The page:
Elysian Fields Farm
Wednesday July 24th, 2002
|Striped Armenian Cucumbers|
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Members this week have received a few different varieties of tomatoes. These varieties include Striped German (large and yellow with red stripes coming from bottom), Cherokee purple (dark red to purplish color), Brandywine (large pink) and red sun (general red slicing tomato). There is an abundance of produce being harvested daily on the farm these days so I hope you enjoy the variety.
A few new crops coming on slowly now to note are winter squash, eggplant and red peppers. We will be trying to give you more of these goodies along with tomatoes in place of the summer squash, beans and cucs that you have been receiving a lot of (although they will still be rotated in the shares).
The blueberries are really at their peak, and although the season lasts through august, now is a great time to pick because there are so many. The picking goes a lot faster at this point. As a reminder, members are welcome to come by the patch at any time to pick berries.
Well, Cedar Grove has been receiving a fair amount of rain these past few weeks. The rain these days has been so scattered that just 8 miles up the road they are still as dry as a bone, with no rain to speak of. The farm got a down pour of rain about 3 weeks ago of 3 1/2 inches at once. The following week followed with an 1 1/2. Since then we have had decent showers on occasion of 2/10ths here or there. There have been a couple of nice late afternoon showers here this week already. My point is that despite the severe draught, with the little rain we have gotten and the large pond I do have, the veggies are doing pretty good.
Recipes and Cooking Tips.
If your tomatoes do not look fully ripe, place them on the window for a day or two. Keep watch on them, when their color is bright and they are soft they are ready to enjoy. The Striped German is primarily a yellow tomato, so when ripening watch the bottom of the tomato for its red strips to appear and brighten. You really do not need to store your tomatoes at all in the refrigerator.
The striped Armenian cucumber has a very thin skin and small seeds. I encourage all to enjoy the cucumber with its skin on rather than peeling it. You can slice it up and eat as a cucumber salad. The striped skin makes for a beautiful presentation. Cucumbers store well in the fridge.
Growing up in New England, it took a good few years for me to discover Okra. I first tried okra in Zimbabwe, of all places, on my semester abroad from college. I was living in a village with a family that farmed for their own subsistence. Given their hot and humid growing climate, it is needless to say they ate okra just about every night, and here is how they would cook it. They would chop the okra into thin slices and put it in a pot with some water. They put it over the fire and let it boil. They would let the okra boil down until it mostly lost its solid form and was a soupy, and of course, slimy consistency. I have to say that this is still my favorite way to eat okra, although many do not tend to like it in its wet and slimy form (Yum!). You of course can also fry or steam okra (chopped or whole). I have also learned recently that there is a movement towards eating it raw, as a snack. Andy, my trusty employee who some of you have meet at the Carrboro Market, views it as quite a treat.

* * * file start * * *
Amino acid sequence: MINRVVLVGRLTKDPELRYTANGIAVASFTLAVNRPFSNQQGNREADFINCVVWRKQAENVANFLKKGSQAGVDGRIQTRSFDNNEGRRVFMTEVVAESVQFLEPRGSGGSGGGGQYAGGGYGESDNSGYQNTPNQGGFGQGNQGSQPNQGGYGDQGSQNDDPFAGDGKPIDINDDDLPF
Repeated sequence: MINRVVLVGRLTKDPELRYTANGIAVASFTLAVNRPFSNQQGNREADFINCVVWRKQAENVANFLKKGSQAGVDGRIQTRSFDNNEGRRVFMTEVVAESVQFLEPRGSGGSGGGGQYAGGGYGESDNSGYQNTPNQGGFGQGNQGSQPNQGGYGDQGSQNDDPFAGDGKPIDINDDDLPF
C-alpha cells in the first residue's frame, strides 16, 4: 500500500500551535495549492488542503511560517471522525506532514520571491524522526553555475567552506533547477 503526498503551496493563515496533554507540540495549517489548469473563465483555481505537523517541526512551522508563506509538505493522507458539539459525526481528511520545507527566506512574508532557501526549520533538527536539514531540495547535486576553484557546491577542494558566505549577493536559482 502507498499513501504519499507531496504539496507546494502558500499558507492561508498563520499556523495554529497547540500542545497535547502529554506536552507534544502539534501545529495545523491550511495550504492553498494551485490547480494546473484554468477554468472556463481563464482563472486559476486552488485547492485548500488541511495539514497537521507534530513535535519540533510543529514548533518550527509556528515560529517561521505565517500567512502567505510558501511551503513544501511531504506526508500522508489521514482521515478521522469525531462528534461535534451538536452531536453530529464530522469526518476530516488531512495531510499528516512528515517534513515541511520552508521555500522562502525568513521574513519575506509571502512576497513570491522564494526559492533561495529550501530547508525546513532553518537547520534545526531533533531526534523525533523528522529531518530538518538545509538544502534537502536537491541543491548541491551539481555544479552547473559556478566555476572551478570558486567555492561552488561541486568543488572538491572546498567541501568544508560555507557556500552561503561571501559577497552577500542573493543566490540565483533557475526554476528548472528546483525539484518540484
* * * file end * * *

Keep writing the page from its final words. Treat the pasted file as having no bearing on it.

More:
Garlic and basil means more pesto. I have been informed of a great way to make Quiche. One of Andy's creations, pesto squash Quiche, makes my mouth water and may also be a good way for members to utilize the abundance of squash these days. I donít have a specific recipe, rather an idea you can try. Make pesto, saute onions and squash, add the pesto to the saute, piecrust, place Swiss cheese on the bottom of it, add saute mix, and pour in the Quiche mix of eggs and milk. Bake. Let me know if you try it.
To prepare filling, combine first four ingredients in an 11 X 7 inch baking pan. I would leave out the sugar here because I like the natural taste of the berries but that is your choice.
To prepare topping, lightly spoon flour into dry measuring cups, level with a knife. Combine flour and next four ingredients (through baking soda) in a large bowl, stirring with a whisk. Cut in butter with a pastry blender or two knives until mixture resembles course meal. Stir in sour cream to form a soft dough. Drop Dough by spoonfuls onto blueberry filling to form 8 dumplings. Brush dumplings with milk; sprinkle with 1ts of sugar. Bake at 350 degrees for 50 minutes or until filling is bubbly and dumplings are lightly browned.
We have a mixed basket of flowers this week for members. The gladiolas are still plugging away, although not for much longer. There are also some Tuberoses, which are a long stemmed small white-blossomed flower. The small flowers clustered at the top of the stem have a lovely strong scent to them that lasts a good week to ten days. There are not many of these, grown mainly as an experiment this year. I have fallen in love with their delicate beauty though and plan on increasing production of them next year.
There are also bunches of mixed bouquets for flower members this week. The bouquets mainly boast Rudbeckia "Indian Summer", Ageratum "Blue Horizon", Zinnias "Benary's Giant Mix" and perhaps a few sunflowers "Autumn Beauty". I hope you all enjoy your flowers this week, and remember to keep your vase water clean and well fed.
Please send any and all feedback to firstname.lastname@example.org or 732-8980.
Elysian Fields Farm: Community Supported Agriculture